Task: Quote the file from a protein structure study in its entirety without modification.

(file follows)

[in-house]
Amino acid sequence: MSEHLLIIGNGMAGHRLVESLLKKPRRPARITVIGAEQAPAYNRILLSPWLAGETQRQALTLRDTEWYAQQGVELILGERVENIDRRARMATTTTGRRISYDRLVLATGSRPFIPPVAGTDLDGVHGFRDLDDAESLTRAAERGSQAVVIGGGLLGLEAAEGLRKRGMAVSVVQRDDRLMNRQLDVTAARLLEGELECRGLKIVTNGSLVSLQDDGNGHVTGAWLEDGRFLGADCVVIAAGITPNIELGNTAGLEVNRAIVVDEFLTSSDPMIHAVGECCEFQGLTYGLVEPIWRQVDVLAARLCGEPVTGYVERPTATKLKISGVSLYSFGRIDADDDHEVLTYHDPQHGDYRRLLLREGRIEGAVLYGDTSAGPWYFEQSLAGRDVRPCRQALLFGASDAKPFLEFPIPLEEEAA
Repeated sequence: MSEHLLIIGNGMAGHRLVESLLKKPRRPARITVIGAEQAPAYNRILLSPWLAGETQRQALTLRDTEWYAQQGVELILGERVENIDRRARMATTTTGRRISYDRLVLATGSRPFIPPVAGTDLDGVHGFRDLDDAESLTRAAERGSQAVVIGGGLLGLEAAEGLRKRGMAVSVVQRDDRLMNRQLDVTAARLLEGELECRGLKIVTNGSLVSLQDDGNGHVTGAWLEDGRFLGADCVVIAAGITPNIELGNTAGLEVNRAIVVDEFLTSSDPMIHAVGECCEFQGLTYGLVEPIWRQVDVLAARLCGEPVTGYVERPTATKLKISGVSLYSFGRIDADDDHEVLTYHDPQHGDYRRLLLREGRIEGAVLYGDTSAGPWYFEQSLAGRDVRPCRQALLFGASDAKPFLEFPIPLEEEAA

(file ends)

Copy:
[in-house]
Amino acid sequence: MSEHLLIIGNGMAGHRLVESLLKKPRRPARITVIGAEQAPAYNRILLSPWLAGETQRQALTLRDTEWYAQQGVELILGERVENIDRRARMATTTTGRRISYDRLVLATGSRPFIPPVAGTDLDGVHGFRDLDDAESLTRAAERGSQAVVIGGGLLGLEAAEGLRKRGMAVSVVQRDDRLMNRQLDVTAARLLEGELECRGLKIVTNGSLVSLQDDGNGHVTGAWLEDGRFLGADCVVIAAGITPNIELGNTAGLEVNRAIVVDEFLTSSDPMIHAVGECCEFQGLTYGLVEPIWRQVDVLAARLCGEPVTGYVERPTATKLKISGVSLYSFGRIDADDDHEVLTYHDPQHGDYRRLLLREGRIEGAVLYGDTSAGPWYFEQSLAGRDVRPCRQALLFGASDAKPFLEFPIPLEEEAA
Repeated sequence: MSEHLLIIGNGMAGHRLVESLLKKPRRPARITVIGAEQAPAYNRILLSPWLAGETQRQALTLRDTEWYAQQGVELILGERVENIDRRARMATTTTGRRISYDRLVLATGSRPFIPPVAGTDLDGVHGFRDLDDAESLTRAAERGSQAVVIGGGLLGLEAAEGLRKRGMAVSVVQRDDRLMNRQLDVTAARLLEGELECRGLKIVTNGSLVSLQDDGNGHVTGAWLEDGRFLGADCVVIAAGITPNIELGNTAGLEVNRAIVVDEFLTSSDPMIHAVGECCEFQGLTYGLVEPIWRQVDVLAARLCGEPVTGYVERPTATKLKISGVSLYSFGRIDADDDHEVLTYHDPQHGDYRRLLLREGRIEGAVLYGDTSAGPWYFEQSLAGRDVRPCRQALLFGASDAKPFLEFPIPLEEEAA